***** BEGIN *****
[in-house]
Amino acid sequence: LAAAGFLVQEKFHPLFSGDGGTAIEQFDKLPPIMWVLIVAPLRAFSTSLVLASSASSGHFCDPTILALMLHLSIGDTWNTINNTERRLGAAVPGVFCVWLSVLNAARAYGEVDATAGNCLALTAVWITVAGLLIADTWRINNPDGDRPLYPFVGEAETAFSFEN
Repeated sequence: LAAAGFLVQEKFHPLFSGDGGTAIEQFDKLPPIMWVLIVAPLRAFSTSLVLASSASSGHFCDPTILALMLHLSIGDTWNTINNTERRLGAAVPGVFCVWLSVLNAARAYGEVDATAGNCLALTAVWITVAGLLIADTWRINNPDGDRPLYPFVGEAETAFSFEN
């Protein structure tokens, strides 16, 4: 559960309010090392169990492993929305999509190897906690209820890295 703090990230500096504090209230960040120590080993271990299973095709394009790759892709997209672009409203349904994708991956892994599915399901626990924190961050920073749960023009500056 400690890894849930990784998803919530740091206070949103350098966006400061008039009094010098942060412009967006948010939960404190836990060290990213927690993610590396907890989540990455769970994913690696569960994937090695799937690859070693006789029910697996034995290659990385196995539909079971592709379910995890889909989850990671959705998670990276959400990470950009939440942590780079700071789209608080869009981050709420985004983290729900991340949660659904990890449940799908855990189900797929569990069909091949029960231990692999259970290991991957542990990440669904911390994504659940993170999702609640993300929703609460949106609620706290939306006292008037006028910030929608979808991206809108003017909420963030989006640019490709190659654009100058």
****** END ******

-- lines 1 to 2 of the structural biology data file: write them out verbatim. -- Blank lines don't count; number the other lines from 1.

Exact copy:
[in-house]
Amino acid sequence: LAAAGFLVQEKFHPLFSGDGGTAIEQFDKLPPIMWVLIVAPLRAFSTSLVLASSASSGHFCDPTILALMLHLSIGDTWNTINNTERRLGAAVPGVFCVWLSVLNAARAYGEVDATAGNCLALTAVWITVAGLLIADTWRINNPDGDRPLYPFVGEAETAFSFEN